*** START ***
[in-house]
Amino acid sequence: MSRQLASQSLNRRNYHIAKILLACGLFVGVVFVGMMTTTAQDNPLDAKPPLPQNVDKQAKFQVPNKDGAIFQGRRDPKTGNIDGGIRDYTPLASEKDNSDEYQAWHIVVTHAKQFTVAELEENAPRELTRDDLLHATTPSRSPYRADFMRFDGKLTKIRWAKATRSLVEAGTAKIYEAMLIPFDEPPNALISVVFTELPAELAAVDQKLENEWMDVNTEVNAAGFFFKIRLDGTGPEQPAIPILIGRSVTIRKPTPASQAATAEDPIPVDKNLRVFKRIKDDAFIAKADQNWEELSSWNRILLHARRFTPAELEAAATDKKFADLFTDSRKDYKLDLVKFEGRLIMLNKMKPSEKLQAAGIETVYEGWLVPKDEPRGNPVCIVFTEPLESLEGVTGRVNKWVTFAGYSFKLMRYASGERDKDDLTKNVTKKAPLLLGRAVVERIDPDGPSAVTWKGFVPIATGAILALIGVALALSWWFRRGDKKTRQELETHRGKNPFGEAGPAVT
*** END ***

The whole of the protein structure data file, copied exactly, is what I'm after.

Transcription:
[in-house]
Amino acid sequence: MSRQLASQSLNRRNYHIAKILLACGLFVGVVFVGMMTTTAQDNPLDAKPPLPQNVDKQAKFQVPNKDGAIFQGRRDPKTGNIDGGIRDYTPLASEKDNSDEYQAWHIVVTHAKQFTVAELEENAPRELTRDDLLHATTPSRSPYRADFMRFDGKLTKIRWAKATRSLVEAGTAKIYEAMLIPFDEPPNALISVVFTELPAELAAVDQKLENEWMDVNTEVNAAGFFFKIRLDGTGPEQPAIPILIGRSVTIRKPTPASQAATAEDPIPVDKNLRVFKRIKDDAFIAKADQNWEELSSWNRILLHARRFTPAELEAAATDKKFADLFTDSRKDYKLDLVKFEGRLIMLNKMKPSEKLQAAGIETVYEGWLVPKDEPRGNPVCIVFTEPLESLEGVTGRVNKWVTFAGYSFKLMRYASGERDKDDLTKNVTKKAPLLLGRAVVERIDPDGPSAVTWKGFVPIATGAILALIGVALALSWWFRRGDKKTRQELETHRGKNPFGEAGPAVT